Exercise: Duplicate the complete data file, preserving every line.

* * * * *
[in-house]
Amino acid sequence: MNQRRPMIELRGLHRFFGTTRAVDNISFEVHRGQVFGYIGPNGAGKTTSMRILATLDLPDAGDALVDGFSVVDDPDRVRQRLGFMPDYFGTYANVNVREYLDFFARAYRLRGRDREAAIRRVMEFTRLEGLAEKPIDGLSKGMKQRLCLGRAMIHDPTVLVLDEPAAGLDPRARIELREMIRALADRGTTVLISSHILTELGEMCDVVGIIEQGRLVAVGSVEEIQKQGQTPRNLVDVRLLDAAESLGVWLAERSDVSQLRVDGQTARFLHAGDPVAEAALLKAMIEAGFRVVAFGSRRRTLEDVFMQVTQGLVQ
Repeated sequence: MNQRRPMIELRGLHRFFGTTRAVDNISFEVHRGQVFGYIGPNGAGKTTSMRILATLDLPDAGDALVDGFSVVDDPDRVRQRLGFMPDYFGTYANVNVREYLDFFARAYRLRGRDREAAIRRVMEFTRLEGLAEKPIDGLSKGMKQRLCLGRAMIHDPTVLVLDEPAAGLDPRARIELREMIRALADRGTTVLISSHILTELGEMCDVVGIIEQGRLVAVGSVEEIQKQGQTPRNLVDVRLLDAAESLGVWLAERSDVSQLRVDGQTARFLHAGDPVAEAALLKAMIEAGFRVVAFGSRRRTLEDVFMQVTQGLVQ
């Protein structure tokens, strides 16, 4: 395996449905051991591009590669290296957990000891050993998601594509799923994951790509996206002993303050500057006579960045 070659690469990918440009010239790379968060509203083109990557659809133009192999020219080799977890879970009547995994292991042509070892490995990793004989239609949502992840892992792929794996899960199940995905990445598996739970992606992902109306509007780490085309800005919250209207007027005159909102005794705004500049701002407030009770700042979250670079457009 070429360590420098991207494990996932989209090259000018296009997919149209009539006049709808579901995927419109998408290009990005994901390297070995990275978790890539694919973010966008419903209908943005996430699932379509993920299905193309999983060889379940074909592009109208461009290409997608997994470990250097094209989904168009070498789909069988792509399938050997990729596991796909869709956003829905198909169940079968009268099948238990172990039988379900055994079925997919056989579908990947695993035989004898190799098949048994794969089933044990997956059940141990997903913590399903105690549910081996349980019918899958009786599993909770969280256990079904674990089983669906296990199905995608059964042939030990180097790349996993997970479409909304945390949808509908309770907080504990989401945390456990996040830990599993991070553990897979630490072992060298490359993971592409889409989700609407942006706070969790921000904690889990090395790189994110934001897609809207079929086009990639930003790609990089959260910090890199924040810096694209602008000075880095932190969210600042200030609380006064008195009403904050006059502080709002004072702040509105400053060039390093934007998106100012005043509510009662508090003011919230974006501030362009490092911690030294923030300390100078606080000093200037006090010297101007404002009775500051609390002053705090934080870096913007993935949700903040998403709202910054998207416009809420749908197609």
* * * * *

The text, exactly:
[in-house]
Amino acid sequence: MNQRRPMIELRGLHRFFGTTRAVDNISFEVHRGQVFGYIGPNGAGKTTSMRILATLDLPDAGDALVDGFSVVDDPDRVRQRLGFMPDYFGTYANVNVREYLDFFARAYRLRGRDREAAIRRVMEFTRLEGLAEKPIDGLSKGMKQRLCLGRAMIHDPTVLVLDEPAAGLDPRARIELREMIRALADRGTTVLISSHILTELGEMCDVVGIIEQGRLVAVGSVEEIQKQGQTPRNLVDVRLLDAAESLGVWLAERSDVSQLRVDGQTARFLHAGDPVAEAALLKAMIEAGFRVVAFGSRRRTLEDVFMQVTQGLVQ
Repeated sequence: MNQRRPMIELRGLHRFFGTTRAVDNISFEVHRGQVFGYIGPNGAGKTTSMRILATLDLPDAGDALVDGFSVVDDPDRVRQRLGFMPDYFGTYANVNVREYLDFFARAYRLRGRDREAAIRRVMEFTRLEGLAEKPIDGLSKGMKQRLCLGRAMIHDPTVLVLDEPAAGLDPRARIELREMIRALADRGTTVLISSHILTELGEMCDVVGIIEQGRLVAVGSVEEIQKQGQTPRNLVDVRLLDAAESLGVWLAERSDVSQLRVDGQTARFLHAGDPVAEAALLKAMIEAGFRVVAFGSRRRTLEDVFMQVTQGLVQ
């Protein structure tokens, strides 16, 4: 395996449905051991591009590669290296957990000891050993998601594509799923994951790509996206002993303050500057006579960045 070659690469990918440009010239790379968060509203083109990557659809133009192999020219080799977890879970009547995994292991042509070892490995990793004989239609949502992840892992792929794996899960199940995905990445598996739970992606992902109306509007780490085309800005919250209207007027005159909102005794705004500049701002407030009770700042979250670079457009 070429360590420098991207494990996932989209090259000018296009997919149209009539006049709808579901995927419109998408290009990005994901390297070995990275978790890539694919973010966008419903209908943005996430699932379509993920299905193309999983060889379940074909592009109208461009290409997608997994470990250097094209989904168009070498789909069988792509399938050997990729596991796909869709956003829905198909169940079968009268099948238990172990039988379900055994079925997919056989579908990947695993035989004898190799098949048994794969089933044990997956059940141990997903913590399903105690549910081996349980019918899958009786599993909770969280256990079904674990089983669906296990199905995608059964042939030990180097790349996993997970479409909304945390949808509908309770907080504990989401945390456990996040830990599993991070553990897979630490072992060298490359993971592409889409989700609407942006706070969790921000904690889990090395790189994110934001897609809207079929086009990639930003790609990089959260910090890199924040810096694209602008000075880095932190969210600042200030609380006064008195009403904050006059502080709002004072702040509105400053060039390093934007998106100012005043509510009662508090003011919230974006501030362009490092911690030294923030300390100078606080000093200037006090010297101007404002009775500051609390002053705090934080870096913007993935949700903040998403709202910054998207416009809420749908197609």